White House confirms Russia developing 'anti-satellite capability'

John Kirby emphasized it couldn't be used to "attack human beings" on Earth.

ByAlexandra Hutzler, Lauren Peller, and John Parkinson ABCNews logo
Thursday, February 15, 2024
White House confirms Russia developing 'anti-satellite capability'
White House spokesman John Kirby confirmed Thursday that the intelligence is related to what he called "an anti-satellite capability" he said was still being developed by Russia.

WASHINGTON -- National security adviser Jake Sullivan was headed to Capitol Hill Thursday to brief House members of the "Gang of 8" congressional leaders on what ABC News first reported, citing sources, was intelligence relating to Russia's desire to put a nuclear weapon into space to use against satellites.

White House spokesman John Kirby confirmed Thursday that the intelligence is related to what he called "an anti-satellite capability" he said was still being developed by Russia, but declined to answer whether that system would be considered a nuclear weapon or nuclear capable.

"First, this is not an active capability that's been deployed. And though Russia's pursuit of this particular capability is troubling, there is no immediate threat to anyone's safety," Kirby said. "We're not talking about a weapon that can be used to attack human beings or cause physical destruction here on Earth."

Kirby said Thursday the U.S. has had general knowledge of Russia's ambition for such capabilities for "many months, if not a few years" but said only recently has the intelligence community been able to "assess with a higher sense of confidence exactly how Russia continues to pursue it."

Kirby said the administration is taking the potential threat "very seriously" and is working to inform lawmakers as well as allies around the world.

"Nothing is more important to President Biden and the safety and security of the American people," Kirby said. "That's his top priority and it's going to remain front and center as we continue to determine the next best steps."

But he said they had "serious concerns" about a broad declassification of the intelligence as has been requested by Republican House Intelligence Committee Chairman Mike Turner.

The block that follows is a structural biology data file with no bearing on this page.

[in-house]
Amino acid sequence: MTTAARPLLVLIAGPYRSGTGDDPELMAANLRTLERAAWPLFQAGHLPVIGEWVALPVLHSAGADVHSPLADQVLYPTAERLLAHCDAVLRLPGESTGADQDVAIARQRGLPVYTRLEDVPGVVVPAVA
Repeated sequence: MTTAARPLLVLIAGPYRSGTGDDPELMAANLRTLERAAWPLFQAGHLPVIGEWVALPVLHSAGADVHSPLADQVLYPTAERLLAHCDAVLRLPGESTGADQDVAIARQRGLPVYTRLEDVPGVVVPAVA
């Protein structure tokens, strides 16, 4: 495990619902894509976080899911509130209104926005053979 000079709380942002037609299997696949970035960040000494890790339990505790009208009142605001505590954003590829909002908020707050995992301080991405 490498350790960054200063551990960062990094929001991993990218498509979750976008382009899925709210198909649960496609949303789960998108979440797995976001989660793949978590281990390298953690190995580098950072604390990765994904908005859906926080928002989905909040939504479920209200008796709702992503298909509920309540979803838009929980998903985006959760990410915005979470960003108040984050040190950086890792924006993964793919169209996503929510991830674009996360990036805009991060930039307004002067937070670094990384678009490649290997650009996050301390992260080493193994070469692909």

"Turner on Wednesday first warned of a "national security threat" related to a "destabilizing foreign military capability." Turner called on President Biden to declassify all information related to the threat.

The statement appeared to catch the White House off guard. Sullivan told reporters the administration had already scheduled Thursday's classified briefing before Turner made his announcement.

The Senate members of the "Gang of 8" will be briefed when they are back in session Feb. 25, Kirby said, adding that the administration did not give a "green light" for Turner to make the information public Wednesday but had planned to "share it with the American people" at an "appropriate" point.

Russia, in response, has cast the situation as an attempt by the Biden administration to get lawmakers to pass additional aid to Ukraine that's stalled in Congress.

"I can't comment on it in any way," Dmitry Peskov, President Vladimir Putin's press secretary, told reporters on Thursday. "Let's wait for this briefing by [Jake Sullivan], whether there will be any information. But it is obvious that the White House is trying, by hook or by crook, to encourage Congress to vote on a bill to allocate money, this is obvious. We'll see what tricks the White House will use."

Kirby said the administration has reached out to Russia but hasn't secured any conversations.

Some have criticized Turner for going public in the first place. Rep. Andy Ogles, R-Tenn., on Thursday requested Speaker Mike Johnson launch an inquiry into Turner's statement.

"This revelation by the chairman was done with a reckless disregard of the implications and consequences said information would have on geopolitics, domestic and foreign markets, or the well-being and psyche of the American people," Ogles said in his letter to Johnson.

Turner did not give the speaker's office a heads-up prior to releasing warning of a "serious national security threat," a source familiar with the matter told ABC News.

Ogles added, "In hindsight, it has become clear that the intent was not to ensure the safety of our homeland and the American people, but rather to ensure additional funding for Ukraine and passage of an unreformed Foreign Intelligence Surveillance Act (FISA). This act constituted poor judgment at a minimum and a complete breach of trust influenced by the pursuit of a political agenda at a maximum."

Amid the backlash, Turner contended he "worked in consultation" with the Biden administration on the notification he sent to members of Congress informing them of the intelligence. However, the notification sent to members of Congress is not the same as his statement released to the general public about the threat.

"If there's a presumption here that somehow the administration gave a green light for this information to get public yesterday, that is false," Kirby said. "That is not true."

He said the intelligence community is now analyzing whether any sources or methods were compromised as a result of how this was handled.

"We were eventually going to get to a point where we were going to be able to share it with the American people, and we still will as appropriate,"Kirby continued. "Now's not that time for us to go into any more detail than this."

ABC News' Justin Gomez contributed to this report.